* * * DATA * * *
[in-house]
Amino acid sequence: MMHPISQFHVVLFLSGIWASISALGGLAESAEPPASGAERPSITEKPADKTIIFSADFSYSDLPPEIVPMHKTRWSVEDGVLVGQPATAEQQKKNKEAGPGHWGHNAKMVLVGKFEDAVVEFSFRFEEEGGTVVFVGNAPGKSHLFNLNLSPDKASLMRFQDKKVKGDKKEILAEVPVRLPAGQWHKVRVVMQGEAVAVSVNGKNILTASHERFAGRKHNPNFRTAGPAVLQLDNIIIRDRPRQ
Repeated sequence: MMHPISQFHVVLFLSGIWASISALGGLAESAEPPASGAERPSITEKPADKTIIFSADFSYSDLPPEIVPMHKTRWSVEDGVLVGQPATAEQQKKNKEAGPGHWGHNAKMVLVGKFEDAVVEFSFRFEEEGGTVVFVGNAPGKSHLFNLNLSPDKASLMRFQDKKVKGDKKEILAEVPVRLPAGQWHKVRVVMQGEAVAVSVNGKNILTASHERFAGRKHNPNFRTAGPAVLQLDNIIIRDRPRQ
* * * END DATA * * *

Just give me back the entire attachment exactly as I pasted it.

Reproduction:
[in-house]
Amino acid sequence: MMHPISQFHVVLFLSGIWASISALGGLAESAEPPASGAERPSITEKPADKTIIFSADFSYSDLPPEIVPMHKTRWSVEDGVLVGQPATAEQQKKNKEAGPGHWGHNAKMVLVGKFEDAVVEFSFRFEEEGGTVVFVGNAPGKSHLFNLNLSPDKASLMRFQDKKVKGDKKEILAEVPVRLPAGQWHKVRVVMQGEAVAVSVNGKNILTASHERFAGRKHNPNFRTAGPAVLQLDNIIIRDRPRQ
Repeated sequence: MMHPISQFHVVLFLSGIWASISALGGLAESAEPPASGAERPSITEKPADKTIIFSADFSYSDLPPEIVPMHKTRWSVEDGVLVGQPATAEQQKKNKEAGPGHWGHNAKMVLVGKFEDAVVEFSFRFEEEGGTVVFVGNAPGKSHLFNLNLSPDKASLMRFQDKKVKGDKKEILAEVPVRLPAGQWHKVRVVMQGEAVAVSVNGKNILTASHERFAGRKHNPNFRTAGPAVLQLDNIIIRDRPRQ